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The Western Hemisphere Report - Market Drivers and Market Size Selected Office Supplies Categories Focus: Latin America
Thomas Schinkel and Associates, December 2007, Pages: 62
The Office Products Industry faces many challenges. Many of these challenges are organized around the need to find and develop new markets. In today’s world of globalization, all eyes are on China (and India). But are we overlooking the prospective customer next door?
This report focuses on Latin America within the context of the entire Western Hemisphere. Our ambition is not only to get a sense of the dimensions of the Latin American markets but also to provide some needed context.
While the themes addressed in this report are not new, we believe that this is the first time that anyone in the Office Products Industry has systematically taken a look at those themes in Latin
America with the aim to evaluate them against the implications for this industry.
Our ambition with this report is to bring together and systematically sort through data available from official and non-official sources and in those instances where there are no data, to extrapolate and compare projections based on what may be considered as reasonable parallel information.
Our hope is that the report will attract sufficient interest to warrant follow-up initiatives focusing on calibrating and fine-tuning the data and conclusions we arrive at in this report. For example, our sense is that it would be helpful to gain deeper insight into the size and shape of the Papeleria distribution system, and also into the entire issue of channel multipliers throughout Latin America. Such further insights would hone everyone’s skills, from manufacturers to wholesalers to independent dealers and all other players in the industry. It would open the door to an on-going process of knowledge sharing and creating a learning culture that benefits all.
In a sense, this report can act as a catalyst for such further dialogue among the players in the industry, a dialogue that can and should be focused on the strategic needs of all players and on opportunities for adapting to a rapidly changing world.
If nothing else, with this report, we share a number of observations which we believe are - or at least should be - relevant to anyone in the office products industry assigned with the task of identifying, evaluating and selecting business opportunities in the region.
This report is the product of nine months of intensive research, in-country travel and interviews with business executives in the industry in several of the countries of Latin America.
Forward and Acknowledgements
Introduction and Objectives
Economic Environment and Key Developments, including History, Population, and GDP
Market drivers Office Products Industry: A comparison between the US and Latin America
Distribution Channels and Channel Multiplier for the Office Products Industry – A comparison between the USA and selected countries of Latin America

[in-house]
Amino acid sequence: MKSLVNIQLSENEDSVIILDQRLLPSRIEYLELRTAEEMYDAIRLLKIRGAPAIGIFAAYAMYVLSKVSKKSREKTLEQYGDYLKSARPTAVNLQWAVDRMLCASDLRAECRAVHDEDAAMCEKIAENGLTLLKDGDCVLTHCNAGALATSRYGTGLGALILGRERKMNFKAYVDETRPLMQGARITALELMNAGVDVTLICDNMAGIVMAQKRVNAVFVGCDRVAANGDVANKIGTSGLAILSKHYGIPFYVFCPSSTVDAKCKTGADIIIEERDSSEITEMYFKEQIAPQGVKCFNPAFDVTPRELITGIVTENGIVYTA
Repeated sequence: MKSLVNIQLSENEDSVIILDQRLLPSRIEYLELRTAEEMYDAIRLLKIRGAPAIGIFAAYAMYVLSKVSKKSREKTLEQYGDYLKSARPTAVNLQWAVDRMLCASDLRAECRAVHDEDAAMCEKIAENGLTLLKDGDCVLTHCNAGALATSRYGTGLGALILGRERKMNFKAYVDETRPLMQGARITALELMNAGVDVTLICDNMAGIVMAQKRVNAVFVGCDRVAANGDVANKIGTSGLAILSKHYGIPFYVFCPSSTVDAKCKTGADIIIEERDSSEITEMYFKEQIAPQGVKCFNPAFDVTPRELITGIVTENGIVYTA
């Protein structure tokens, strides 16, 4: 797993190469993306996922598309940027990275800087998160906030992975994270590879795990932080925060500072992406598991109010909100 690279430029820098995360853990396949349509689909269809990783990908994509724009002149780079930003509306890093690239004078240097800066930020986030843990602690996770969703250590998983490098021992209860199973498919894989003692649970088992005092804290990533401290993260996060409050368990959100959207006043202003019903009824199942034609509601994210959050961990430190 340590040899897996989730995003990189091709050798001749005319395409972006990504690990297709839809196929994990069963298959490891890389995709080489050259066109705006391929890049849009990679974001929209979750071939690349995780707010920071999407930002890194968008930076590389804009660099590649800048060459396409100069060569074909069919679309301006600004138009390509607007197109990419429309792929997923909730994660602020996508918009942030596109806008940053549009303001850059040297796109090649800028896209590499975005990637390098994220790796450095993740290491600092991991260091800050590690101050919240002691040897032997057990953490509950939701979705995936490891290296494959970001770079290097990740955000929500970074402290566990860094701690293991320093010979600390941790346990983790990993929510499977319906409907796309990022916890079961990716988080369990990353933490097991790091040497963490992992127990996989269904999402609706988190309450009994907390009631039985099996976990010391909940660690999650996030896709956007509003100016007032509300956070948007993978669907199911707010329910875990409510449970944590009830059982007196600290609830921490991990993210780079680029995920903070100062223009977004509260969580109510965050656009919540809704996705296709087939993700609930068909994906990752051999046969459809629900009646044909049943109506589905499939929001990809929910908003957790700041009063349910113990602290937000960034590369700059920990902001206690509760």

Western Hemisphere Markets for Office Products – U.S.A, Mexico, Brazil and other Countries
Office Workers and Consumption of Office Products per Office Worker
US – International Trade in Selected Office Products Categories
Summary and Conclusions
About Thomas Schinkel and Associates
This report addresses two intertwined themes. The first compares the market drivers for office products in the U.S. and in Latin America. The second theme addresses the question of market size and growth expectations for office products throughout Latin America in comparison with the U.S. The timing for addressing these themes is opportune. During the last several years, Latin American economies have shown steady growth. The falling dollar and growing prosperity in Latin economies are boosting imports. Some of Latin America’s largest economies are importing record levels of consumer goods and capital equipment. Recently concluded bilateral treaties are also accelerating more trade.
However, there is a dearth of information about these markets, in terms of demographics, purchasing power, number of office workers, composition of business structure and the like.
This lack of quantitative information is attributable, at least in part to the cultural characteristics of the region. On critical issues, these cultures are very different from the cultures of North America and Western Europe. Among the cultures of North America and Western Europe a central tenet is the expectation to be specific, to quantify and validate. By contrast, a central tenet in the cultures of South America is the focus on the “interpersonal relationship”. This is not to say that South Americans are lacking in their desire to be specific. The issue is simply not as central to their values and beliefs as it is to the cultures of North America and Europe. That said, the challenge has remained to try and gain at the very least, a sense of context, to begin to address questions of sales, marketing, business development and investment by non-Latin companies in these countries in a more deliberate way.
Note the emphasis on “comparison to the USA”. This is important, because local economic data becomes more meaningful when they can be compared to a known baseline, so as to put perspective on the data subject to study.
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